...Virginia Mason Medical Center Case study Question 1 How could TPS be used to solve the problems that Kaplan was facing at VMMC? VMMC was facing several critical issues when Kaplan assumed leadership of the organization: * High number of competitors in same geographic area * Lost substantial amount of money for the first time * Low morale among staff While Kaplan had implemented some changes to cut costs, he really needed to identify systematic ways to improve the quality of service and differentiate VMMC from its competitors. This is where TPS would prove valuable. Instead of being just another approach by management to create a more cost effective organization, TPS focuses on creating a culture of teamwork with the ultimate goal of delivering the highest quality service possible to the customer. And as a result of this focus on improvement, eventually costs are reduced. And lastly, TPS involves employees in the process and shifts the focus of management to the role of facilitator. Ideally these changes would undo some of the damage from past strategic innovations at VMMC and increase the staff morale. Why does TPS work at VMMC, while other similar approaches, i.e. TQM, have failed? The healthcare industry presents an interesting challenge: the relationship between the hospital and the physicians who work there. Historically the VMMC had a very difficult relationship with its physicians because they felt entitled to do what they wanted while it...

Words: 1869 - Pages: 8

Southern Care Hospital Case Study

...Southern Care Hospital Case Study Susan Lawyer MSPM 6102/ACCT 6691/ACMG 6691 Walden University March 8, 2015 Southern Care Hospital Case Study “It is the Project Manager's (PM’s) job to make sure that the project is properly planned, implemented, and completed” (Mantel, 2011). “The PM is responsible to the project team, to senior management, to the client, and to anyone else who may have a stake in the project's performance or outcomes” (Mantel, 2011) and manage any conflict which is likely to occur between any or all of these groups. The PM is a facilitator, supervisor, coach, time manager, budget manager, encourager and most of all the main communicator of the current state of the project. Pure project organization is typically used for large scale, expensive long term projects. Examples include the building of an airport, stadium or shopping mall. Pure projects require project participants to be away from their normal work, which becomes troublesome when working with part time project team members. In this case, the pure project organizational structure would not be an ideal fit and is therefore being eliminated from consideration. “Functionally organized projects are embedded in the functional group where the project will be used. This immediately corrects some of the problems associated with pure projects. First, the functional project has immediate, direct, and complete contact with the most important technologies it may need, and...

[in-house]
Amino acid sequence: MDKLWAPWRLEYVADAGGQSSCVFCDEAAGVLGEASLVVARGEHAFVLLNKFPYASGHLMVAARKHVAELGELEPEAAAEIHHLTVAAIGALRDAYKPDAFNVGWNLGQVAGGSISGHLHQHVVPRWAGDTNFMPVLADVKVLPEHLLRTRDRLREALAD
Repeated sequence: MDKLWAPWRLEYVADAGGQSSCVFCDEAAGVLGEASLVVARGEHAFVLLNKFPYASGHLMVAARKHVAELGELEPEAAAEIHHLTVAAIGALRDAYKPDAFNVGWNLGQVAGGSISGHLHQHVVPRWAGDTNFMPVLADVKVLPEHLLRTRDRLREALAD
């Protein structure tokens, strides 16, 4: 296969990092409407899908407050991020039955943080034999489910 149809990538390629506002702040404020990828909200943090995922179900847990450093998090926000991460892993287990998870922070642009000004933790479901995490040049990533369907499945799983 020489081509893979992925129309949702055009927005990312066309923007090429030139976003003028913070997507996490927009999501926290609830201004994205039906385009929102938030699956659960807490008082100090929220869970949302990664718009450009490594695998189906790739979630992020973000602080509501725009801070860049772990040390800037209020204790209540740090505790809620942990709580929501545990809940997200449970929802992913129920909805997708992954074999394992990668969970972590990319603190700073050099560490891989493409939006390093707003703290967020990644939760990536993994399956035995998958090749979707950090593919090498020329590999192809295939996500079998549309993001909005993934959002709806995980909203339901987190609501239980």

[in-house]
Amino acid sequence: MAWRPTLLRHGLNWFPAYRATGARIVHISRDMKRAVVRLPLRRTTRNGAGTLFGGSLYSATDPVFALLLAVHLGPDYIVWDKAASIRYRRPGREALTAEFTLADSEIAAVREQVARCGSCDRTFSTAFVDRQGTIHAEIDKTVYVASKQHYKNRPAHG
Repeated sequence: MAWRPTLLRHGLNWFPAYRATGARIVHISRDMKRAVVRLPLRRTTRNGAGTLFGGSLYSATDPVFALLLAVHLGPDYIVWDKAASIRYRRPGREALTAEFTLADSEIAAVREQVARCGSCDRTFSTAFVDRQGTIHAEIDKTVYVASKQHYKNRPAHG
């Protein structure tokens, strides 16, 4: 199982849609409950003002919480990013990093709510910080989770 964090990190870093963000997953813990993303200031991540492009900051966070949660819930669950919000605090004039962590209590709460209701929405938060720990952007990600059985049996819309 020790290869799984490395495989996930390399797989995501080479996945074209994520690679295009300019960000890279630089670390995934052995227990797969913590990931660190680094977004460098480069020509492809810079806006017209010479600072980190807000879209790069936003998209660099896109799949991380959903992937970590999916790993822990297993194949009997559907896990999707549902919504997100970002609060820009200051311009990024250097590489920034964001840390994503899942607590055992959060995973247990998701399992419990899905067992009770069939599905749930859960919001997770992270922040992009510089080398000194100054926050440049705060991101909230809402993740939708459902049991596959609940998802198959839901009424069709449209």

Words: 1053 - Pages: 5

Emamuel Medical Center

...13 CASE Emanuel Medical Center: Crisis in the Health Care Industry The Haley Eckman Story On Friday, four-year-old Haley Eckman stayed home from school because of a slight fever. She complained that she was feeling very tired. That night, Haley’s temperature increased to 104°F. At 3:15 A.M., Mr. and Mrs. Eckman took Haley to the emergency department (ED) of Emanuel Medical Center (EMC) in Turlock, California. They registered at the admissions desk and waited for someone to see them. After what seemed like forever to the Eckmans, a triage nurse came out to evaluate Haley. He asked several questions, but failed to take her temperature – a routine procedure in that situation. He then disappeared, leaving the Eckmans to wait yet again. While they waited, Haley vomited. She said she felt very weak. The family asked if Haley could lie down in a bed while they waited to see a doctor. A staff member told them that there were no available This case study was prepared by Randall Harris, Kevin Vogt, and Armand Gilinsky as a basis for class discussion rather than to illustrate either effective or ineffective handling of an administrative situation. © 2004 by Randall Harris, Kevin Vogt, and Armand Gilinsky. Used with permission from Randy Harris. both13.indd 670 11/11/08 12:04:27 PM MORE PROBLEMS THAN THE ED 671 beds, and that they would have to wait. The Eckmans saw several empty beds across the hall from where they sat as the staff member...

Words: 9304 - Pages: 38

Medical Center of Southern Indiana